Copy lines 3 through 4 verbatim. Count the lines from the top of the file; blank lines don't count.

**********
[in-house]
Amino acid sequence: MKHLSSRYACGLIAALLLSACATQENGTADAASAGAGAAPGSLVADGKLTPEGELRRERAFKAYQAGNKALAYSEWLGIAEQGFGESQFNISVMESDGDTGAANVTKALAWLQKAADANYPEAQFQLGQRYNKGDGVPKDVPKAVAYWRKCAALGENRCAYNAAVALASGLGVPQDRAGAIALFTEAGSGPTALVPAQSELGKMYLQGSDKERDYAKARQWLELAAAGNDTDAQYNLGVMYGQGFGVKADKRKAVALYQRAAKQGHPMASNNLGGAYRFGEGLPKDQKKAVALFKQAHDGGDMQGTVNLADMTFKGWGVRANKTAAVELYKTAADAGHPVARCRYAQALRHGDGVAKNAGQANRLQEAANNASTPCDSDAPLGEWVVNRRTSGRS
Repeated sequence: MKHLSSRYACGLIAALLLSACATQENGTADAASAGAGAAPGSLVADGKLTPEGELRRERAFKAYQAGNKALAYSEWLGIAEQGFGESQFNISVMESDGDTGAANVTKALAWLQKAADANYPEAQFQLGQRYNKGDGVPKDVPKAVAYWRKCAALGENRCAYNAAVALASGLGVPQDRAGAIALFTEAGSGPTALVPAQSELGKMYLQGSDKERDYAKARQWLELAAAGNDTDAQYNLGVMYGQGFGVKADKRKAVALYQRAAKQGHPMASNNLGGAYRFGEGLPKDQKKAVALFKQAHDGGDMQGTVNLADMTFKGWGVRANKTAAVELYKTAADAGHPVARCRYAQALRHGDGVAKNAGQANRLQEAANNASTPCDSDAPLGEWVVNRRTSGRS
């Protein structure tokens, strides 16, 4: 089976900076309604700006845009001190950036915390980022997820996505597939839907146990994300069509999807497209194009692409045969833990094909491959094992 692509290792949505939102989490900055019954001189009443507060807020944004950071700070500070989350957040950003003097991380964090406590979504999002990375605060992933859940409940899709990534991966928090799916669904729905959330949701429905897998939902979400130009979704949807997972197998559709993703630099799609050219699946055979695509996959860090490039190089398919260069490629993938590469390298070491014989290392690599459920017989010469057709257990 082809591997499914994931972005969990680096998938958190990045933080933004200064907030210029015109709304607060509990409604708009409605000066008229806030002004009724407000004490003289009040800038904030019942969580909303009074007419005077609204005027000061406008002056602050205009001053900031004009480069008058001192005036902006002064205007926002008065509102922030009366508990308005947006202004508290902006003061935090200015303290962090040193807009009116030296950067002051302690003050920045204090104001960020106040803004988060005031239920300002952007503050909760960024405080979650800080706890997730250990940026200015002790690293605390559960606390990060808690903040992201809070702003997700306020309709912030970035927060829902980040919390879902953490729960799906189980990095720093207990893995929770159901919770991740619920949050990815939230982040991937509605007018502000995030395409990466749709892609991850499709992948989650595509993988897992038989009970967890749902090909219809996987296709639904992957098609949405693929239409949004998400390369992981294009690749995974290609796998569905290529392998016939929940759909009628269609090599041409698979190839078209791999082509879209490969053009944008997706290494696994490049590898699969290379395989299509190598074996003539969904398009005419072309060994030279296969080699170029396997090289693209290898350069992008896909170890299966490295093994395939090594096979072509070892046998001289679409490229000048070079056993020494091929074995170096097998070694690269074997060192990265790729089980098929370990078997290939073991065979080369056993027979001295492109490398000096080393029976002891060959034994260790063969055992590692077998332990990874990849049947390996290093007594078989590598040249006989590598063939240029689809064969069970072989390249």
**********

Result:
Repeated sequence: MKHLSSRYACGLIAALLLSACATQENGTADAASAGAGAAPGSLVADGKLTPEGELRRERAFKAYQAGNKALAYSEWLGIAEQGFGESQFNISVMESDGDTGAANVTKALAWLQKAADANYPEAQFQLGQRYNKGDGVPKDVPKAVAYWRKCAALGENRCAYNAAVALASGLGVPQDRAGAIALFTEAGSGPTALVPAQSELGKMYLQGSDKERDYAKARQWLELAAAGNDTDAQYNLGVMYGQGFGVKADKRKAVALYQRAAKQGHPMASNNLGGAYRFGEGLPKDQKKAVALFKQAHDGGDMQGTVNLADMTFKGWGVRANKTAAVELYKTAADAGHPVARCRYAQALRHGDGVAKNAGQANRLQEAANNASTPCDSDAPLGEWVVNRRTSGRS
């Protein structure tokens, strides 16, 4: 089976900076309604700006845009001190950036915390980022997820996505597939839907146990994300069509999807497209194009692409045969833990094909491959094992 692509290792949505939102989490900055019954001189009443507060807020944004950071700070500070989350957040950003003097991380964090406590979504999002990375605060992933859940409940899709990534991966928090799916669904729905959330949701429905897998939902979400130009979704949807997972197998559709993703630099799609050219699946055979695509996959860090490039190089398919260069490629993938590469390298070491014989290392690599459920017989010469057709257990 082809591997499914994931972005969990680096998938958190990045933080933004200064907030210029015109709304607060509990409604708009409605000066008229806030002004009724407000004490003289009040800038904030019942969580909303009074007419005077609204005027000061406008002056602050205009001053900031004009480069008058001192005036902006002064205007926002008065509102922030009366508990308005947006202004508290902006003061935090200015303290962090040193807009009116030296950067002051302690003050920045204090104001960020106040803004988060005031239920300002952007503050909760960024405080979650800080706890997730250990940026200015002790690293605390559960606390990060808690903040992201809070702003997700306020309709912030970035927060829902980040919390879902953490729960799906189980990095720093207990893995929770159901919770991740619920949050990815939230982040991937509605007018502000995030395409990466749709892609991850499709992948989650595509993988897992038989009970967890749902090909219809996987296709639904992957098609949405693929239409949004998400390369992981294009690749995974290609796998569905290529392998016939929940759909009628269609090599041409698979190839078209791999082509879209490969053009944008997706290494696994490049590898699969290379395989299509190598074996003539969904398009005419072309060994030279296969080699170029396997090289693209290898350069992008896909170890299966490295093994395939090594096979072509070892046998001289679409490229000048070079056993020494091929074995170096097998070694690269074997060192990265790729089980098929370990078997290939073991065979080369056993027979001295492109490398000096080393029976002891060959034994260790063969055992590692077998332990990874990849049947390996290093007594078989590598040249006989590598063939240029689809064969069970072989390249």